Cancer Brings Change

Life is always changing and evolving. Change is an unstoppable force that we often have no control over. Change just happens.

Watching the leaves turn brilliant shades of crimson, gold and yellow this week reminds me of how powerless we are to stop change. The green foliage of summer has been miraculously transformed into spectacular hues of autumn. Fall seems to come and go too quickly. Just when everything looks so breathtakingly beautiful, the leaves begin to silently drop off. People seem almost frantic in their attempts to take in the beauty before it disappears. Many take fall color sight-seeing drives, spend one more weekend boating or dig out their cameras to capture the color display. Everyone knows more change is coming and soon.

“I wish these days could last a while longer,” I’ve heard numerous people say this past week. In Wisconsin we all know the next change will perhaps look and feel a bit more bleak as the trees become bare and “settle in” for a long winter.

Cancer brings change too, not in an orderly predictable manner like the changing of the seasons, but in a disruptive boldness interrupting the smoothness of your life. At first cancer feels like an insurmountable intruder whose momentum  cannot be stopped or even slowed. In the beginning I felt overwhelmed by the magnitude of my diagnosis, all the appointments, procedures, unanswerable questions and too many fears to even begin to list. Cancer felt like a tidal wave threatening to wash me away.

But somewhere along the way I changed; I adapted, even to cancer. My whole family did. My husband David started calling me a survivor and I started to believe him. My kids found even greater maturity facing their new reality of a mother with cancer, adding more responsibilities and learning important lessons about life. Extended family and friends adapted as well, taking on their new role of support team. We all changed and adapted. Bit by bit we built up our own personal dam to slow down the “monster wave.” Some days the dam leaks a bit and fresh fear and anxiety seep in, but we are getting better at plugging up the holes.

I often read on other cancer blogs about the positive changes cancer brings to lives. Cancer survivors almost always talk about a new appreciation for family, friends and life in general. Simple pleasures are no longer taken for granted, career paths are sometimes altered, relationships strengthened and improved and new meaning is found in just living each new day. Some people even call getting cancer a gift. I am most certainly no where near that point. I don’t think I will ever be able to call cancer a gift. Maybe that comes later. Cancer has taken too much, but I understand what people mean when they say things like that.

I do know that change happens; cancer happens. Cancer and change are intertwined. How cancer changes us is up to us. I’m still trying to figure all of this change out.

How has cancer (yours or someone else’s) changed you?

8 thoughts on “Cancer Brings Change

  1. It has definitely made me appreciate family more and spending time together.

    Around here it seemed like the leaves were in full color before I even noticed and now most of the leaves are off. So sad! But at least the weather is still beautiful! Trying to soak up every bit of sun so I can remember this in JANUARY.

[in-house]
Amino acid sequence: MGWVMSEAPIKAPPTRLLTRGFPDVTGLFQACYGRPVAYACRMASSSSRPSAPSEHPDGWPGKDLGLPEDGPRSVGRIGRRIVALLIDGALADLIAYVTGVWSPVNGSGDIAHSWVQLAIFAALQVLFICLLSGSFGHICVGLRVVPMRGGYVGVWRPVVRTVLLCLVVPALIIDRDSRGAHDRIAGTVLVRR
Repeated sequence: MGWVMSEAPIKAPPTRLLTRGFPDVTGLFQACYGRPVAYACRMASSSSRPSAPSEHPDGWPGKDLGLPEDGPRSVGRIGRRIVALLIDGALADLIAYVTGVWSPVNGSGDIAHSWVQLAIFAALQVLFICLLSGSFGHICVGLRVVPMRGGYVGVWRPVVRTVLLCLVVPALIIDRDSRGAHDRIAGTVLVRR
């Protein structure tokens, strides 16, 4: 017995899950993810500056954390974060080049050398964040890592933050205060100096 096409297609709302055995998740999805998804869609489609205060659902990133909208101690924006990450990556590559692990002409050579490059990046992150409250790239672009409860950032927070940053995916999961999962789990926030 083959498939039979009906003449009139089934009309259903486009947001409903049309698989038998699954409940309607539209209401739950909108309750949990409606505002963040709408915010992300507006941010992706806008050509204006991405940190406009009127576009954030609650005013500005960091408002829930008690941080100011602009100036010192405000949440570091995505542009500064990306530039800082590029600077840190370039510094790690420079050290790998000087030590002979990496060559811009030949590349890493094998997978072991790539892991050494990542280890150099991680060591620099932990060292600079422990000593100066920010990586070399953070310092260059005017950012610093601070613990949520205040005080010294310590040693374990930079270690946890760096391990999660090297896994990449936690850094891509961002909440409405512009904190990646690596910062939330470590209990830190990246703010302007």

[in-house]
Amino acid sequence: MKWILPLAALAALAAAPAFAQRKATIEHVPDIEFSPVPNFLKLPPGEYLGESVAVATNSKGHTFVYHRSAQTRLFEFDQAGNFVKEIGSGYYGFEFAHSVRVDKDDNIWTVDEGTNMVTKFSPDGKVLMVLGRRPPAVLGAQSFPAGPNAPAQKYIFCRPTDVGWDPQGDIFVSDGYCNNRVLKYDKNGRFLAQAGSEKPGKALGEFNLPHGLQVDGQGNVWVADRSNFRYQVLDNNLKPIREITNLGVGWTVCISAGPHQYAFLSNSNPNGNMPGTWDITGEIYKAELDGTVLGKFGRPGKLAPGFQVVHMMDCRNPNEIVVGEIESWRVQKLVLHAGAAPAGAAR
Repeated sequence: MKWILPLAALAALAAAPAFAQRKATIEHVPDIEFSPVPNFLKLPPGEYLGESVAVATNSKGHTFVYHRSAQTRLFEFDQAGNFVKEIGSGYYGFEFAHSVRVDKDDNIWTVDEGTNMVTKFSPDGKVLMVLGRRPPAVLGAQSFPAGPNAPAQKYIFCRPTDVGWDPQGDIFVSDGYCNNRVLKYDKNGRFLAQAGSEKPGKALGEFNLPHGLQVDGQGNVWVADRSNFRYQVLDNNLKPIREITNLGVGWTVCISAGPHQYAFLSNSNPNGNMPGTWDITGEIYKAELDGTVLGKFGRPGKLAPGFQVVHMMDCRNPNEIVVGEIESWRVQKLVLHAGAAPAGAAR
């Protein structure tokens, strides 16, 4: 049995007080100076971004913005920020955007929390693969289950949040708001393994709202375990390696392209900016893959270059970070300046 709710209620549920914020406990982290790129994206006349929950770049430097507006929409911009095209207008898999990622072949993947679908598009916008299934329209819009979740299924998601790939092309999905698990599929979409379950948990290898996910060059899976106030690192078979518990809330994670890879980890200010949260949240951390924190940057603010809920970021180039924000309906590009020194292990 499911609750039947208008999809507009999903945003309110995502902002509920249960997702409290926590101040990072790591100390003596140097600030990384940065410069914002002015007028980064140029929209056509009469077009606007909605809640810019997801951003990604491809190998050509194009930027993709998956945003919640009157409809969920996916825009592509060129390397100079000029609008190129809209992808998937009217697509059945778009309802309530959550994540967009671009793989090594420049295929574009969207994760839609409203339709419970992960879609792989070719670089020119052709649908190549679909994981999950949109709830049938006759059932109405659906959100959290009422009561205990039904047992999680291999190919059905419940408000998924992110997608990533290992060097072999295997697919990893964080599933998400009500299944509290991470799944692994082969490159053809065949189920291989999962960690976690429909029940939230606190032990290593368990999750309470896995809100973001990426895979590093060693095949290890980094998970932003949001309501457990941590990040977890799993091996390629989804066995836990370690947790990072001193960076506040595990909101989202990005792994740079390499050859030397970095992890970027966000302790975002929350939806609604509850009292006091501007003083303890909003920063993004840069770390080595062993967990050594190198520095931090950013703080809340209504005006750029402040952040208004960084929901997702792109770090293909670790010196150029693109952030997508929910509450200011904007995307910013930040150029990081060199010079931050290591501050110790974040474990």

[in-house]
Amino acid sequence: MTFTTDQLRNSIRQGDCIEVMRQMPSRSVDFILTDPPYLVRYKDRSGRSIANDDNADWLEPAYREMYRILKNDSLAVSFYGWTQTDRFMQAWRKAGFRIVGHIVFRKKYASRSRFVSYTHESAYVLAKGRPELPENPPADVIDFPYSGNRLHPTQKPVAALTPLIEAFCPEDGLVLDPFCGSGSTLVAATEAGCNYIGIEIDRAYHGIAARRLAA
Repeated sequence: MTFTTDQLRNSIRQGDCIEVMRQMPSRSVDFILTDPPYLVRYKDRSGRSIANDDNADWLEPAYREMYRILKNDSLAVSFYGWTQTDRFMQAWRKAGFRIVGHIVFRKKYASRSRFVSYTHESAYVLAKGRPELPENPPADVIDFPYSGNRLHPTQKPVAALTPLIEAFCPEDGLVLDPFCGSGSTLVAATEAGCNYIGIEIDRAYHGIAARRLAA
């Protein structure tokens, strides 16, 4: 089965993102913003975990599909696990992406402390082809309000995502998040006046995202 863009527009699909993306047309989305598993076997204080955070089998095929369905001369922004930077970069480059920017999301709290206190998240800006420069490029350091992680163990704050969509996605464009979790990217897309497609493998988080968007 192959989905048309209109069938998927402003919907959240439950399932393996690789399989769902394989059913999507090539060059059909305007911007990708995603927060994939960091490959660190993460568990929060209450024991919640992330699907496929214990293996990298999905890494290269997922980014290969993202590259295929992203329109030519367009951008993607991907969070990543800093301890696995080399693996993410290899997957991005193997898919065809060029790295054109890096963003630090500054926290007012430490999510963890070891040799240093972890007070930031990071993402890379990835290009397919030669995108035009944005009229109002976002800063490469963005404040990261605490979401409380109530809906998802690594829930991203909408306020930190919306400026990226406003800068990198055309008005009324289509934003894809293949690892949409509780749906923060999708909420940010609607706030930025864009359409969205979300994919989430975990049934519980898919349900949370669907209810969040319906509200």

1. Lindsay, Thanks for commenting. I appreciate family more too. Yes, think of these days next January when you are out running your dogs in below zero weather!

  2. Nancy,
    I’m one of those women who says breast cancer was a gift. A gift to an already blessed life. It drives my husband crazy when I say this, but he understands my perspective and how breast cancer has so profoundly changed the course of my life.

    Breast cancer or, not, life, especially when fraught with hardship and illness, brings inevitable change. While we have little control over whether the drunk in the oncoming lane hits us or not, we can control how we respond. I love the way you’ve responded.

    God bless & keep blogging,

    1. Brenda, Thanks for returning and commenting with encouraging words again. Perhaps one day I will see cancer as a gift as well. I agree, we can’t control change, but we can control how we respond to it, at least somewhat.

  3. Your post rings true to so much more than just breast cancer too. A lot of people will relate, appreciate and grow from the perspectives and honesty conveyed in your posts. Best wishes and keep up the fight.

    1. Brian, Thank you for reading my blog and for commenting as well. You are my first male commenter! I always hope I have meaningful things to say to the men too, at least sometimes! Thanks again for your words of support.

  4. My hair has just started to fall out (day 17 after the first of 6 chemo treatments. I am interested to know if any of the people who chose not to shave or crop their hair wore/wear wigs? Did the majority choose to go out without head covering? Also, did the majority of people whose hair fell out have their eyelashes and eyebrow hair fall out as well?
    Thank you.

    1. Be, Sounds like your hair fallout is starting right on schedule. I didn’t shave my hair off til the end of chemo and that worked fine for me. I did wear wigs when I wanted to look “normal” and not draw attention to my illness. I never went out without a cap or scarf, but many people do. It all depends on you. There’s no right way to do this stuff. My eyelashes and brows didn’t disappear, but they definitely thinned. They still are considerably thinner to this day. Good luck with everything.

Leave a Reply

Your email address will not be published. Required fields are marked *